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A Passion for Food: For a warming bowl of soup, give split peas a chance

Sherrel Jones: Rinsing and soaking the dried split peas — if there's time — reserving half of the soaked peas for texture, including extra flavoring agents, and an enticing finish with a spot of cream sherry.
BY SHERREL JONES Modified: March 19, 2013 at 4:41 pm •  Published: March 20, 2013
/articleid/3767388/1/pictures/1985138">Photo - Split pea soup is a healthy, delicoius one-pot meal. <strong>SHERREL JONES - THE OKLAHOMAN</strong>
Split pea soup is a healthy, delicoius one-pot meal. SHERREL JONES - THE OKLAHOMAN

You can leave all the peas in the soup, and once they are almost softened, place half of them in the blender with more broth to pop back into the soup. This, too, will leave peas in the texture of the soup, but this method leaves me with a blender container and lid to wash. The little wait for half the peas is less messy and no extra washing is required.

The garnish could be sour cream, but I use a dollop of Greek yogurt, a sprig of thyme and place a small jigger of cream sherry on the side. You can stir in the sherry if you like, but I think having the stirring-in option affords the folks enjoying the soup the privilege of savoring the aroma of the sherry mingling into the steam floating up from that hot soup.

This soup freezes well, so you may want to make extra to have it ready in the freezer. A quart freezer bag of split pea soup thaws quickly in a bowl of warm water or just sitting out at room temperature if frozen flat. I fill the bags, then lay them flat on a baking sheet in the freezer. The frozen bags store in a freezer drawer or container lined up like files in a filing cabinet. The soup also keeps well for about five days in the fridge, and I think this somehow intensifies the flavor.

That is what I call a food experience opportunity all created from an inexpensive bag of split peas. So satisfying, I hope you will try them yourself soon.

Warmed with cream sherry, this is a winter warmer reminiscent of Potage St. Germain. It is a family favorite that freezes well if you have any left over.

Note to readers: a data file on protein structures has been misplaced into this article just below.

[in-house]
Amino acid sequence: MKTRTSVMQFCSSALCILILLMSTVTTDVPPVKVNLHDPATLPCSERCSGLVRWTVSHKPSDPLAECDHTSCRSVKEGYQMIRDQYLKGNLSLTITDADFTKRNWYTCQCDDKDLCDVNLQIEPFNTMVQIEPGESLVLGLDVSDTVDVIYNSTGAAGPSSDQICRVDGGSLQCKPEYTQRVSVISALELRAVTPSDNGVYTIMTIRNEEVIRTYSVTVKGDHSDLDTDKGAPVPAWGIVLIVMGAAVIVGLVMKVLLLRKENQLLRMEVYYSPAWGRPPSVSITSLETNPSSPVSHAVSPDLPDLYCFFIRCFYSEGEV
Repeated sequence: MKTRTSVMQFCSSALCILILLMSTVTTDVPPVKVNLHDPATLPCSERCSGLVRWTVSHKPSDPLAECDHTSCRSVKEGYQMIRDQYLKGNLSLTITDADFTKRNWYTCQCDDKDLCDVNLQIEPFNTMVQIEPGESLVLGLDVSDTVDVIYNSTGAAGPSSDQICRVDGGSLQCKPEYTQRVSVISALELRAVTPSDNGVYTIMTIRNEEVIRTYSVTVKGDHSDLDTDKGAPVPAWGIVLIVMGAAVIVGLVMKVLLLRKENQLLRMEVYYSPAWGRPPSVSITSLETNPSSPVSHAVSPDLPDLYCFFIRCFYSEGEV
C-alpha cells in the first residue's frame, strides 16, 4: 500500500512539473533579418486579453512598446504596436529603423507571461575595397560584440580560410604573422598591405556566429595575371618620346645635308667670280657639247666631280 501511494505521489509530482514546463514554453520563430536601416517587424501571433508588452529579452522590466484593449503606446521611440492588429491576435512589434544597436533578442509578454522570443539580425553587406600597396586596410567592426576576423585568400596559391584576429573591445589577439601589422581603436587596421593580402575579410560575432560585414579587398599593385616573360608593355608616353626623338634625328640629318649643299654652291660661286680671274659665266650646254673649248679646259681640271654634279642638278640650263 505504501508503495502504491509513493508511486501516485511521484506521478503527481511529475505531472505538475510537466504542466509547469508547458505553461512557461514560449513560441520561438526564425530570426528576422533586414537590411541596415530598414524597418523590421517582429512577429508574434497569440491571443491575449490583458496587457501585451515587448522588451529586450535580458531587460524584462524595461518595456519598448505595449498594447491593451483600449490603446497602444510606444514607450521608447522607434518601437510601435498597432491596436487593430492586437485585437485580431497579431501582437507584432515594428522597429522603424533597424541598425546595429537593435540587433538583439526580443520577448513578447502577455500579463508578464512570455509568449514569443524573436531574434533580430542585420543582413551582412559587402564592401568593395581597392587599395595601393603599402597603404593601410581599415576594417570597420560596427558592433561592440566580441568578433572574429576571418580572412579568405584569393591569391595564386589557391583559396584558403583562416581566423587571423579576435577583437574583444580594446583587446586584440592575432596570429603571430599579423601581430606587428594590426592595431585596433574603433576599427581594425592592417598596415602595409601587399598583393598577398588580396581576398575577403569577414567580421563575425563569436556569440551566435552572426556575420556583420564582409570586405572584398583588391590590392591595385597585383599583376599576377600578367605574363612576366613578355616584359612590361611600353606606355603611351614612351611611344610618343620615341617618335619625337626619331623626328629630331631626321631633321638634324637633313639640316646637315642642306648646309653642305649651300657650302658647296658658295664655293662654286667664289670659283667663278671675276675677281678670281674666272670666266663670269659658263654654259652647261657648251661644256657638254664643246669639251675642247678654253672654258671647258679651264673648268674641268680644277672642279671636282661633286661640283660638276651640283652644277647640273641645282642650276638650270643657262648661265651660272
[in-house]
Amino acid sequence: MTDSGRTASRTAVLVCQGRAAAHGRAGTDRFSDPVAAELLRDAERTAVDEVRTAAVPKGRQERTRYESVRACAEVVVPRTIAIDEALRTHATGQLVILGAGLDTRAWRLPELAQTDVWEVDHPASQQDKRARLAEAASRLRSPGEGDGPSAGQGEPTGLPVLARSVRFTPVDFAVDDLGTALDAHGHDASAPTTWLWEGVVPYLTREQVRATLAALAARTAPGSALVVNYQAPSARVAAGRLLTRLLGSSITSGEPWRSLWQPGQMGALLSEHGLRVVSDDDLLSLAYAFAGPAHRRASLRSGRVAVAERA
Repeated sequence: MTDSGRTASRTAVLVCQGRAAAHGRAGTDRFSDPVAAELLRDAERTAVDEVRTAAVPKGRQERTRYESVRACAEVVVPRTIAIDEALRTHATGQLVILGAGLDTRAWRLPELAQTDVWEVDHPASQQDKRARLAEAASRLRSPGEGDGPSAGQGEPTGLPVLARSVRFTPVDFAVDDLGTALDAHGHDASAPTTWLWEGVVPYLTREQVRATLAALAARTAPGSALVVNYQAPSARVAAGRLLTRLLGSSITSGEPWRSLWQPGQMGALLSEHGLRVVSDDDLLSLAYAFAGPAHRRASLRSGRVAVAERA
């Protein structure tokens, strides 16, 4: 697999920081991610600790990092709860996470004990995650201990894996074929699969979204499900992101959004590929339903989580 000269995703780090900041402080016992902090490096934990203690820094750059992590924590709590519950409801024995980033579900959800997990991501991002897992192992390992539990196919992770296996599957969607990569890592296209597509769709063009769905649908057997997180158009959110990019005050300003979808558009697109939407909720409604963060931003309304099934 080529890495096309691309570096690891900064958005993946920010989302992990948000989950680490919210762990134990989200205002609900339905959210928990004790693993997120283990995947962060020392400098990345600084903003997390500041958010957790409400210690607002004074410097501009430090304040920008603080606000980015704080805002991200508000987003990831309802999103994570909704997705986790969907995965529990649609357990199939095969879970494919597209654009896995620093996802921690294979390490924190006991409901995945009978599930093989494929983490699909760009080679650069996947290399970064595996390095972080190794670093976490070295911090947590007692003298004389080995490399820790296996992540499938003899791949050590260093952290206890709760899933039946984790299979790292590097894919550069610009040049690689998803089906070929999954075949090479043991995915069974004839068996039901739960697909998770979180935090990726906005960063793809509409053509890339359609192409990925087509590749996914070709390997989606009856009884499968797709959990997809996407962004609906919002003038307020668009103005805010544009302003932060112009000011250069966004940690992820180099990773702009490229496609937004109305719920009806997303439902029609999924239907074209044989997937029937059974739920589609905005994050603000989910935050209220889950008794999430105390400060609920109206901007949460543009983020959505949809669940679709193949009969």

Split Pea and Ham Soup

Makes 4 to 6 servings

2 tablespoons olive oil or butter

1 medium onion, chopped and divided in half

2 medium carrots, sliced

1 clove garlic, crushed, peeled and minced

1 cup cubed (½-inch) ham, trimmed of fat

2 cups dried split peas

6 cups chicken stock (additional stock if needed)

1/3 cup cream sherry

Sour cream or plain Greek yogurt for garnish

Rinse split peas and soak in warm water while preparing onions, garlic, carrots and ham. Prepare carrots, onions and garlic. Place butter or oil in large soup pot over medium heat. Saute carrots, garlic, onions and chopped ham until onions become translucent and carrots just begin to caramelize. Cover for about 5 minutes over low heat to cook carrots through.

Using a slotted spoon or spider, remove the carrots and about half of the ham and onion. Drain split peas and place half of them in the pot with onions and ham. Add enough of the chicken stock to generously cover the ingredients.

Bring to a boil then reduce heat. Cook over low heat for about 25 minutes until peas are softened and most of liquid is absorbed. Add remaining broth and peas, simmering until peas are softened but whole. Return remaining cooked carrots and ham to the pot and simmer until heated through. Add additional broth if a thinner consistency is desired. Stir in sherry or reserve to stir into soup at the table.

Serve steaming hot. Garnish with sour cream or yogurt and a sprig of thyme if desired.

Note: If you have an immersion blender, all ingredients can be cooked at once, including the peas. Insert the immersion blender, only blending partially to leave some of the peas intact. Carrots, onions and ham removed from original saute can be returned to the cooked peas after blending so they remain intact or left in the soup. The peas cooking in the broth will benefit from the residue from the saute in the same pan.

SOURCE: Sherrel Jones


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